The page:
(Originally published on CDG Interactive/Innate blog)
It’s back-to-school time, so here’s a pop quiz on today’s new buzz word: HTML5.
- What is it?
- Should I care?
- Should I worry?
Answers: 1) see below, 2) yes, 3) not yet but soon enough
So, now that you’ve taken the quiz, may I suggest a textbook? Specifically, HTML5 for Web Designers by Jeremy Keith.
Now, I’ve known about HTML5 for a while (and some of the preliminary work around it). But when I heard about this book, I was curious how much more information could I gleam from its pages about HTML5. Judging by the title, I thought that it would be just an introductory text for web designers (not necessarily for experienced web developers).
But, I took a chance. I ordered a copy and waited. And the package arrived.
And when I first opened the box and held the book, the first thing that popped into my head was “Wow, this is a pamphlet!”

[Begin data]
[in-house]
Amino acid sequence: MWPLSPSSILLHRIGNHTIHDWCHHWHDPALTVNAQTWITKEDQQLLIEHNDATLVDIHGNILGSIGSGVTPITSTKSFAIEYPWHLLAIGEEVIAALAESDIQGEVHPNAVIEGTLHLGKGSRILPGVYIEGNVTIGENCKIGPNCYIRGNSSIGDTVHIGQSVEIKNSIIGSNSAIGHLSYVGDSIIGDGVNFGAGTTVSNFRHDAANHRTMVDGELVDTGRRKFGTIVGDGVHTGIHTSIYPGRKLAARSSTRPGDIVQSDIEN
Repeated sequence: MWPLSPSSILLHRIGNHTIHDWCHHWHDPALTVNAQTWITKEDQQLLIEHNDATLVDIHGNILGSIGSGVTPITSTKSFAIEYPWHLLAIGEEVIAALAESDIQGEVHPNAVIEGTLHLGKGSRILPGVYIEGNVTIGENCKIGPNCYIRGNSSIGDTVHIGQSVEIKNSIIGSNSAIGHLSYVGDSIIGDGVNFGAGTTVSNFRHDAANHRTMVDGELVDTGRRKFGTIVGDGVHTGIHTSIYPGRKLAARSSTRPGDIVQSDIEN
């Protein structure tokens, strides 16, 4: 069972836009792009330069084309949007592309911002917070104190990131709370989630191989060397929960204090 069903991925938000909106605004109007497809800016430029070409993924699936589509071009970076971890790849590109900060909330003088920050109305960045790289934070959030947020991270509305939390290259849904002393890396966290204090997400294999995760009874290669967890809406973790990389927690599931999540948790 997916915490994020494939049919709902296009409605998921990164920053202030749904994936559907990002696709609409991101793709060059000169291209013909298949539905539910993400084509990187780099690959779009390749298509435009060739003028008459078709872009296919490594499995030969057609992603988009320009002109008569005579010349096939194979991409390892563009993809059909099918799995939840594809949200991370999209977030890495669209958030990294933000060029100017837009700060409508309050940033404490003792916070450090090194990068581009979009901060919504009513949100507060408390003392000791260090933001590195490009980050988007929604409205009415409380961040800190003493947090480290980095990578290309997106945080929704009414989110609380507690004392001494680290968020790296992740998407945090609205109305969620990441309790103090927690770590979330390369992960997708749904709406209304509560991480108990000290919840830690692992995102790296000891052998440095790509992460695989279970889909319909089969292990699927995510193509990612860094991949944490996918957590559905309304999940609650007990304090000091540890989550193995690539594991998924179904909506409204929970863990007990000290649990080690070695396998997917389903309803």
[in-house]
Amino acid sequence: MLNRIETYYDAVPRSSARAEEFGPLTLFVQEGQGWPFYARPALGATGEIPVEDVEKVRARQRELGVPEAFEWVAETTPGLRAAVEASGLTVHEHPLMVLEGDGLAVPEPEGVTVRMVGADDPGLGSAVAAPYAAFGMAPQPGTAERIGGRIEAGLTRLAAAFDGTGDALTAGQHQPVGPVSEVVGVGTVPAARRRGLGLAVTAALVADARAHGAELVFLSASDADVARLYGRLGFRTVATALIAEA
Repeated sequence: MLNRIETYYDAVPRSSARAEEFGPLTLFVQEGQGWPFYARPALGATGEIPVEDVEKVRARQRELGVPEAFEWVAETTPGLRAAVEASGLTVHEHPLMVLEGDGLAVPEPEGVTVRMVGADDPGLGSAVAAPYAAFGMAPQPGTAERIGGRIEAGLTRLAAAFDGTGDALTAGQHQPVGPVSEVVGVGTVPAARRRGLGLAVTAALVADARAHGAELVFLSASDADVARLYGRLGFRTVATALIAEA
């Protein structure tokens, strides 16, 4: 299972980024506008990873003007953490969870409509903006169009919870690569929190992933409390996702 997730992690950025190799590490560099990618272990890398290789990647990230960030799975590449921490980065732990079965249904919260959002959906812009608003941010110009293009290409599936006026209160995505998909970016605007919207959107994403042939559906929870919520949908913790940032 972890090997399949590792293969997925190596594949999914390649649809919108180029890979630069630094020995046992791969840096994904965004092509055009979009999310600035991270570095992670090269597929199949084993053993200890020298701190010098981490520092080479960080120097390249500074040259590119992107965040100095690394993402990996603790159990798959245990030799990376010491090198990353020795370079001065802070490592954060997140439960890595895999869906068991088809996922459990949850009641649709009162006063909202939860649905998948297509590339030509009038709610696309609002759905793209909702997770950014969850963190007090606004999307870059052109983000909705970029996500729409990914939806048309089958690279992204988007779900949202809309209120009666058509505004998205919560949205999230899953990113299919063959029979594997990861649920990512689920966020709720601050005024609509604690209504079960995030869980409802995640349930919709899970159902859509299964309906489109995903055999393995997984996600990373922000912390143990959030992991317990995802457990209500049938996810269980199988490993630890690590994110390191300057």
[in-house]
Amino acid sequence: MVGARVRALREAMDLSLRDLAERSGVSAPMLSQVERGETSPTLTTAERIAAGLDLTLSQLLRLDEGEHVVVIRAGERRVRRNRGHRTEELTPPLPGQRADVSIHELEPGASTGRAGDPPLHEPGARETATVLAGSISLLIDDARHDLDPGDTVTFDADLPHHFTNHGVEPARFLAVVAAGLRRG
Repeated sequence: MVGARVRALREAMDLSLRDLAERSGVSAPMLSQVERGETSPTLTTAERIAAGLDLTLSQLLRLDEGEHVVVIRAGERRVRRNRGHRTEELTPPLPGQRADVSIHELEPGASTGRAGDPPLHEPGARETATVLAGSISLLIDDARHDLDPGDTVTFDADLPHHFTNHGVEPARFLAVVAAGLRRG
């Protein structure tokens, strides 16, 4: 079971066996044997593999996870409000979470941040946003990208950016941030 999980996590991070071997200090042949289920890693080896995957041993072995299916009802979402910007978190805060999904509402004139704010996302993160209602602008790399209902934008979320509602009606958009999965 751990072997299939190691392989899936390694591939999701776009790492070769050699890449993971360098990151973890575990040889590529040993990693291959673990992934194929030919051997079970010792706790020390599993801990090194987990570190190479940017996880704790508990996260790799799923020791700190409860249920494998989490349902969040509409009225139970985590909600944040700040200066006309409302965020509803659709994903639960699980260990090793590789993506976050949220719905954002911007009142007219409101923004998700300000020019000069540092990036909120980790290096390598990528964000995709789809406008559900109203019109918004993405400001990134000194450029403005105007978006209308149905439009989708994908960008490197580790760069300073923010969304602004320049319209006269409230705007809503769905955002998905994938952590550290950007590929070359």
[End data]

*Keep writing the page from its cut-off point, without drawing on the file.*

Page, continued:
OK, not a pamphlet but a brief, concise book (under 100 pages).
However, from the very first page, it was evident that conciseness is the intent of the author. What Jeremy Keith does, with good effect, is to give the reader a brief synposis about HTML5, bypassing W3C language. (Alert: W3C documents are so precise, they could turn a cake recipe into a DVD instruction manual.)
Of course, he starts off by answering what HTML5 is and is not–not a new version, but a much-needed upgrade for building future web applications. This means it not only adds/removes features, but also adds more semantic meanings attached to the current set of tags (important for Internet devices like mobile phone or screen readers.)
For the remainder of the book, Keith highlights some important features and gives bits of advice for the newly introduced. The best thing is that he engages the reader enough to encourage further study in HTML5, which is not easy. This book could have easily become just another five pound dictionary. Of course, he remarks that there are others more experienced with this and points to some online resources. (As I am writing this, a number of new HTML5 books have popped up in the stores.)
In the end, the author does what he planned out to do – give a nice gentle push in the right direction towards HTML5.
Now, if you don’t mind. I have a list of HTML5 books to read.